The New Biohackers: How (and Where) They Work

Larry Melnick, left, and Andy Berks chat over lunch in the common kitchen area of Brooklyn-based community biolab Genspace. (Image via Ellen Jorgensen)

By Ellen Jorgensen

In a laboratory in New York City, molecular biologist Roy Buchanan is finishing up at the bench for the day. It is eight o’clock in the evening, and while late night work is a familiar scenario for most scientists, the presence of Buchanan’s two young sons playing a game in the common area outside the lab is not. “My wife let me work on this project only if I promised to continue sharing the child care responsibilities,” he explains. A computer programmer by day, Buchanan pursues a self-funded genome editing project in his spare time, enabled by the shared facilities and low price point of Genspace, a community biolab in Brooklyn.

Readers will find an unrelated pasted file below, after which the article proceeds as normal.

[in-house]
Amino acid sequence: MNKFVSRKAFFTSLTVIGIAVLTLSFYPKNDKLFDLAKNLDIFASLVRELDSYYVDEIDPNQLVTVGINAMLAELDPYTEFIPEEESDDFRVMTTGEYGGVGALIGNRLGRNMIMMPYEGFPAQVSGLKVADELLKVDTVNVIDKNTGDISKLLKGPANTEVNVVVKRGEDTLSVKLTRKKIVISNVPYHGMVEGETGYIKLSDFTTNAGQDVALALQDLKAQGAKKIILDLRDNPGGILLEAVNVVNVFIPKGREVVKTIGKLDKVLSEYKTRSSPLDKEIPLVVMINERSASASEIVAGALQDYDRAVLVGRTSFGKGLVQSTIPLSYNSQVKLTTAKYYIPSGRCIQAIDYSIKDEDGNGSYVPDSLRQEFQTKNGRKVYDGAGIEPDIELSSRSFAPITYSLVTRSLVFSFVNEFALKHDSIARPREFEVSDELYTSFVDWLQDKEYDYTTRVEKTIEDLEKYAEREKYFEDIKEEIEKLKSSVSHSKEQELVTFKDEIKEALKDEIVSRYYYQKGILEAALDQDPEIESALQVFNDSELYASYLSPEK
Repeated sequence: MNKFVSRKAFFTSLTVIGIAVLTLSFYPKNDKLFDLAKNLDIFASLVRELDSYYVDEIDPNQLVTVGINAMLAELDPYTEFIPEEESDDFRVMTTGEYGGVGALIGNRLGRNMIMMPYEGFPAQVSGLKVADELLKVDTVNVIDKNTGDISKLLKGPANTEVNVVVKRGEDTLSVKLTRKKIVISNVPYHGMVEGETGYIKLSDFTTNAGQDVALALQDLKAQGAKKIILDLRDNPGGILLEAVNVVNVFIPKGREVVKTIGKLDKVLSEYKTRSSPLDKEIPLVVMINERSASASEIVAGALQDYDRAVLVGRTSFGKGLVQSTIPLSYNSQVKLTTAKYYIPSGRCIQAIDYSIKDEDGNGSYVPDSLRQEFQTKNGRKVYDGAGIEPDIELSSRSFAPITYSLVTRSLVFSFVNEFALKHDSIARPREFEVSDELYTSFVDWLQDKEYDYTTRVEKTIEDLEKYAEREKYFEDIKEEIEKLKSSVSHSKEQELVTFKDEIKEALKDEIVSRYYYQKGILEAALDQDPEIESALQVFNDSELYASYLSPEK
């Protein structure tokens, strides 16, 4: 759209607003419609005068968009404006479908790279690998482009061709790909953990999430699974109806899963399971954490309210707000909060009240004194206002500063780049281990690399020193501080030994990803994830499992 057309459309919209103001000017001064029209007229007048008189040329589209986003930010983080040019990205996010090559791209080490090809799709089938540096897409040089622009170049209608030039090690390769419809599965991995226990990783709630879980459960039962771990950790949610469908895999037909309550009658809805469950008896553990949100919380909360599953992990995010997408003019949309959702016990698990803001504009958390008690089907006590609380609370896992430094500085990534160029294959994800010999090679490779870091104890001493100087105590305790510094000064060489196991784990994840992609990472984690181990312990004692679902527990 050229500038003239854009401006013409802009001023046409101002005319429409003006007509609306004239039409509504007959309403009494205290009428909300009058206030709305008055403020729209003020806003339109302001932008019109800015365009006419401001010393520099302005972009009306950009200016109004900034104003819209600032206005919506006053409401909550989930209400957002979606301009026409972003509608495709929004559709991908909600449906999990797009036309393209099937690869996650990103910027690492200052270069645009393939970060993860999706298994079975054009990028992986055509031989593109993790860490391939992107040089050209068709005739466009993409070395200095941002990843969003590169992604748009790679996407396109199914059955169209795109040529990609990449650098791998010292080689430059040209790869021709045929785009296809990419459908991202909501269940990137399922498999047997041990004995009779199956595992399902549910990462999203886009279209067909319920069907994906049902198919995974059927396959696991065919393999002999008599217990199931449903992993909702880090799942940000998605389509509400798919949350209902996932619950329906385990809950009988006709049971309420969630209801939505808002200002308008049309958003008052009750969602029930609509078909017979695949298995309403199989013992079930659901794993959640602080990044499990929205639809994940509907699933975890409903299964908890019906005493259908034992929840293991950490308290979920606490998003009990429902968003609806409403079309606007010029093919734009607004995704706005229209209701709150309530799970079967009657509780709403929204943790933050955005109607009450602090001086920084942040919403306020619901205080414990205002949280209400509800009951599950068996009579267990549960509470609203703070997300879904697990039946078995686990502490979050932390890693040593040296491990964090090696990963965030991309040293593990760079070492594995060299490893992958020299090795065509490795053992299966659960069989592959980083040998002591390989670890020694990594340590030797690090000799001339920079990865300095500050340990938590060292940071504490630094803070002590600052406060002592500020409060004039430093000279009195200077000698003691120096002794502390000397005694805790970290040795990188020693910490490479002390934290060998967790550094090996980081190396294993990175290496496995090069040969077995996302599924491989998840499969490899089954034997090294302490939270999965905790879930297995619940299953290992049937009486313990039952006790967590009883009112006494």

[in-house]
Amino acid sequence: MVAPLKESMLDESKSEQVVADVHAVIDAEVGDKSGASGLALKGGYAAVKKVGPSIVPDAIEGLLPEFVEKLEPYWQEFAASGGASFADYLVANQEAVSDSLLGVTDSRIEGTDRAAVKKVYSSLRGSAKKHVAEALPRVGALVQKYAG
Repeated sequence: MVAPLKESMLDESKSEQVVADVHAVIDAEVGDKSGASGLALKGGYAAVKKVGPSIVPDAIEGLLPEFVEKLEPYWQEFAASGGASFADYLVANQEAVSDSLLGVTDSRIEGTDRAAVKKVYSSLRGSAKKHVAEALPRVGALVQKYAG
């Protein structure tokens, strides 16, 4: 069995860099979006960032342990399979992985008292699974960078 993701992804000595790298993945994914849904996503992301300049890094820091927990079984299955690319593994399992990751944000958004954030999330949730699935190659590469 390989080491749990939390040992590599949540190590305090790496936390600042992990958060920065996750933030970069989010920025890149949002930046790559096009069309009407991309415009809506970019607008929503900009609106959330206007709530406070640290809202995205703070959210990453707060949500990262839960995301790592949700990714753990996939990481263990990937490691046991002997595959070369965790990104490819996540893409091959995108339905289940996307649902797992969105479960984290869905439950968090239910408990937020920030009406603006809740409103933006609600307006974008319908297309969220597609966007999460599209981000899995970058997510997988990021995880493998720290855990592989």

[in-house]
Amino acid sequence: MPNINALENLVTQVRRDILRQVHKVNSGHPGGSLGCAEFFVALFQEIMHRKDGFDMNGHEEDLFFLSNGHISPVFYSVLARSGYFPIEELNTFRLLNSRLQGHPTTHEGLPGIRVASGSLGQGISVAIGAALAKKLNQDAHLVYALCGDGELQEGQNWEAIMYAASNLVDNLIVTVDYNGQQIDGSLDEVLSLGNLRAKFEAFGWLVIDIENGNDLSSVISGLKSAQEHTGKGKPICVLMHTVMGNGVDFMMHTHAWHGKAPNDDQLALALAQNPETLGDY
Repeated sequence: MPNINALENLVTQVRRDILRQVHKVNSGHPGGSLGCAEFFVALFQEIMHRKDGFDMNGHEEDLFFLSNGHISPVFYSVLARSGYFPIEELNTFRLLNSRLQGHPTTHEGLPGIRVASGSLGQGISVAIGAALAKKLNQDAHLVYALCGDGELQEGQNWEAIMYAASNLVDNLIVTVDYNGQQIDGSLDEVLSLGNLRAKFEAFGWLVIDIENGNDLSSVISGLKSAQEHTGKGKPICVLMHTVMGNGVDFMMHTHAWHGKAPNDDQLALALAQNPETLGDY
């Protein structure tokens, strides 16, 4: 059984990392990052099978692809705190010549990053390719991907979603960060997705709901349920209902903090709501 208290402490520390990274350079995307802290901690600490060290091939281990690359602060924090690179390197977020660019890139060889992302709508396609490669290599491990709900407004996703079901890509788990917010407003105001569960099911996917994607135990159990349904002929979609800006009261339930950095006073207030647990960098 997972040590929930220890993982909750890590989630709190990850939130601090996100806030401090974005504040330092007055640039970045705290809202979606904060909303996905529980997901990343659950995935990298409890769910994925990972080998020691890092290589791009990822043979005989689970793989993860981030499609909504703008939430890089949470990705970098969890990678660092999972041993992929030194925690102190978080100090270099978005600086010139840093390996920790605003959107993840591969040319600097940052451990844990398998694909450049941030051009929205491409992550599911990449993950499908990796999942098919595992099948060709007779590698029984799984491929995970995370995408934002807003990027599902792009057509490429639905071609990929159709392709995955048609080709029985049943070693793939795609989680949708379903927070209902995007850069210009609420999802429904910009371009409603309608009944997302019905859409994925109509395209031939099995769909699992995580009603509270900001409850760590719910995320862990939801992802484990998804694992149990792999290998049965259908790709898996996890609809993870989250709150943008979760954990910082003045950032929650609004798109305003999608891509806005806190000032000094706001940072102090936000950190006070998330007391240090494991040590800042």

Buchanan is not alone. The economic downturn has resulted in a surfeit of unemployed and underemployed scientific experts itching to get back into the lab and flex their underused intellectual muscles. Some were forced into jobs outside their main field by economic necessity, and others just made what they now consider to be a bad decision to work in a field unrelated to their original passion. As Genspace’s director, I am seeing more and more of these part-time entrepreneurs showing up at our doorstep. And unlike many of the original inhabitants of these spaces, who had little or no previous biology experience, these biohackers have the background to ensure that their projects are focused and their research goals realistic.

Aside from the obvious benefit of retaining intellectual property rights and the lure of cheap lab space, there are many other advantages to innovating within a community lab. It’s almost impossible not to be aware of public opinion if you are in such an informal, inclusive setting. Rubbing shoulders with a motley crew helps innovators keep sight of what the consumer market might be for their potential —> Read More